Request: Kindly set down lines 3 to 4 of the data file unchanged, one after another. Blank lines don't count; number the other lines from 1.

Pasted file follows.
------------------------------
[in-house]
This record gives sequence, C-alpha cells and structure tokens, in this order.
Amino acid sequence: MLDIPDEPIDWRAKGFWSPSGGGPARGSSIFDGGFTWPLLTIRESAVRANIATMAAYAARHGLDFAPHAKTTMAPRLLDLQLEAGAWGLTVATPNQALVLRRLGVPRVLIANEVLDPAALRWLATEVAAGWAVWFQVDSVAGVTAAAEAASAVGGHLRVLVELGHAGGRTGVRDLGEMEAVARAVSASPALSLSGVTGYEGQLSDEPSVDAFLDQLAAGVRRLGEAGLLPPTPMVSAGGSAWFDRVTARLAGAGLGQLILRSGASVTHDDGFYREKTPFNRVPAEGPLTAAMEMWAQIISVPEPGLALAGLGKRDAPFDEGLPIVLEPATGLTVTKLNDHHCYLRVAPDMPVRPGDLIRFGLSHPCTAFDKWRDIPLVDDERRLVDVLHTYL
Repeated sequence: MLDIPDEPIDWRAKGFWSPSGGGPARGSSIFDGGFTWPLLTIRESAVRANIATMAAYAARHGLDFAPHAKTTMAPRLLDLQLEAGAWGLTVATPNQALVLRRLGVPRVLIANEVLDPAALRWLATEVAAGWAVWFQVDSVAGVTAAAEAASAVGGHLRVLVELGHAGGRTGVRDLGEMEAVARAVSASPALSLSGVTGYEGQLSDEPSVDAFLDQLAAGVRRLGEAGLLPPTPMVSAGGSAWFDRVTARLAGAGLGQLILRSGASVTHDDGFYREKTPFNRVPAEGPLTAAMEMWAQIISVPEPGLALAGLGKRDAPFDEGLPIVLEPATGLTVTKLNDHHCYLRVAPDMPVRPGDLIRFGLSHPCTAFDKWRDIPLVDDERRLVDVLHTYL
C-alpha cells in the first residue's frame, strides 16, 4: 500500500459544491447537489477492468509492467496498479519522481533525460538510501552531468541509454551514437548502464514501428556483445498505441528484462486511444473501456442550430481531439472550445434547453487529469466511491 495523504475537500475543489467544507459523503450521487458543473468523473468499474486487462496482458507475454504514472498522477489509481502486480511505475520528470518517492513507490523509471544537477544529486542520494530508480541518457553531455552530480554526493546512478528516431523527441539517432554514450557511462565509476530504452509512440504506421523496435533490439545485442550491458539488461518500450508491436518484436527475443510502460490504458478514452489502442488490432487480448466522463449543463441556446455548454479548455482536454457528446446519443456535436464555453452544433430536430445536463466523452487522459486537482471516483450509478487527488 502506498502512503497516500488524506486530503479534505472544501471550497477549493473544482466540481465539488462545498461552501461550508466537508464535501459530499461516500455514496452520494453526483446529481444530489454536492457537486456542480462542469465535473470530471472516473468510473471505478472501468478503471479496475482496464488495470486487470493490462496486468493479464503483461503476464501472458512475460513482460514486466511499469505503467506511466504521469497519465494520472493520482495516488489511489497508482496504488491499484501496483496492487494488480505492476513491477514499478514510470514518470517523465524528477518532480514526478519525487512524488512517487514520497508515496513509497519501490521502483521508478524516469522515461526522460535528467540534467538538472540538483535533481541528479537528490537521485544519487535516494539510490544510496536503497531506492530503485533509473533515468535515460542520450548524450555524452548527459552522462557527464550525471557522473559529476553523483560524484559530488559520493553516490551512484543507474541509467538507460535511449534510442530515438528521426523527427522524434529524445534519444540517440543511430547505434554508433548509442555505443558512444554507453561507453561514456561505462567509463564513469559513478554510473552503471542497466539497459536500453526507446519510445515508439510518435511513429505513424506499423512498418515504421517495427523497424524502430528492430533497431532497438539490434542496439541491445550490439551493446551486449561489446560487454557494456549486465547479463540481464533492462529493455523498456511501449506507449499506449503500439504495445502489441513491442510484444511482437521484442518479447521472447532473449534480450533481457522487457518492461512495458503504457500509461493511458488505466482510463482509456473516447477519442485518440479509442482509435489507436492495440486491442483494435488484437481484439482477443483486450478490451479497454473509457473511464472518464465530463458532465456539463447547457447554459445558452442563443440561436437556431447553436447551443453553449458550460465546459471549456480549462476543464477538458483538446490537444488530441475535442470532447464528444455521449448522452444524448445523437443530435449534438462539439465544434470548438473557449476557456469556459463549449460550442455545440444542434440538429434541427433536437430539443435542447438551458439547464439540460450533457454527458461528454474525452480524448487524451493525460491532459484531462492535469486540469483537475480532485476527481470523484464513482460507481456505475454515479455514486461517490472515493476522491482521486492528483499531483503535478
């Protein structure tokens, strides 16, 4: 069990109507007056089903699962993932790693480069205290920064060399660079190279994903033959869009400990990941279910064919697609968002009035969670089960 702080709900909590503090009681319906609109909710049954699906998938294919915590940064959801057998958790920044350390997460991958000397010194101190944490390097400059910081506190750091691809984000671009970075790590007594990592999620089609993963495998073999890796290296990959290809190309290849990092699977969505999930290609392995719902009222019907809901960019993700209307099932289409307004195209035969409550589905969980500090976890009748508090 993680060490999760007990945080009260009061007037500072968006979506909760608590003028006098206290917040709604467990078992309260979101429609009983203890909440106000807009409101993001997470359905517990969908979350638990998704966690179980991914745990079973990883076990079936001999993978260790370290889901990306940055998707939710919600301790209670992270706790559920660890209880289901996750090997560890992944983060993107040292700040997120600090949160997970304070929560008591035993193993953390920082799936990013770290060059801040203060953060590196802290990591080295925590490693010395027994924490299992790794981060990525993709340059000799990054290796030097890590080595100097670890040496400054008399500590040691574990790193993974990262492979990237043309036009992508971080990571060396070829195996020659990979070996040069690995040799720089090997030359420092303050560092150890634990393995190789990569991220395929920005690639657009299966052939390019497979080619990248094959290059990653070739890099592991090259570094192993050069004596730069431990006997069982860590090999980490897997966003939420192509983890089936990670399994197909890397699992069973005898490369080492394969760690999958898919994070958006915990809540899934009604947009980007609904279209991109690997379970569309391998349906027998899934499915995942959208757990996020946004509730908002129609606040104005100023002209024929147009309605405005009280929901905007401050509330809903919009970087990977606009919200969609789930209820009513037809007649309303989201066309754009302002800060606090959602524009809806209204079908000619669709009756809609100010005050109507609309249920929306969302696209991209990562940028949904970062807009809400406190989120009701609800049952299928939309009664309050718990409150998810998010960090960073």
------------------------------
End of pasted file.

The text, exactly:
Amino acid sequence: MLDIPDEPIDWRAKGFWSPSGGGPARGSSIFDGGFTWPLLTIRESAVRANIATMAAYAARHGLDFAPHAKTTMAPRLLDLQLEAGAWGLTVATPNQALVLRRLGVPRVLIANEVLDPAALRWLATEVAAGWAVWFQVDSVAGVTAAAEAASAVGGHLRVLVELGHAGGRTGVRDLGEMEAVARAVSASPALSLSGVTGYEGQLSDEPSVDAFLDQLAAGVRRLGEAGLLPPTPMVSAGGSAWFDRVTARLAGAGLGQLILRSGASVTHDDGFYREKTPFNRVPAEGPLTAAMEMWAQIISVPEPGLALAGLGKRDAPFDEGLPIVLEPATGLTVTKLNDHHCYLRVAPDMPVRPGDLIRFGLSHPCTAFDKWRDIPLVDDERRLVDVLHTYL
Repeated sequence: MLDIPDEPIDWRAKGFWSPSGGGPARGSSIFDGGFTWPLLTIRESAVRANIATMAAYAARHGLDFAPHAKTTMAPRLLDLQLEAGAWGLTVATPNQALVLRRLGVPRVLIANEVLDPAALRWLATEVAAGWAVWFQVDSVAGVTAAAEAASAVGGHLRVLVELGHAGGRTGVRDLGEMEAVARAVSASPALSLSGVTGYEGQLSDEPSVDAFLDQLAAGVRRLGEAGLLPPTPMVSAGGSAWFDRVTARLAGAGLGQLILRSGASVTHDDGFYREKTPFNRVPAEGPLTAAMEMWAQIISVPEPGLALAGLGKRDAPFDEGLPIVLEPATGLTVTKLNDHHCYLRVAPDMPVRPGDLIRFGLSHPCTAFDKWRDIPLVDDERRLVDVLHTYL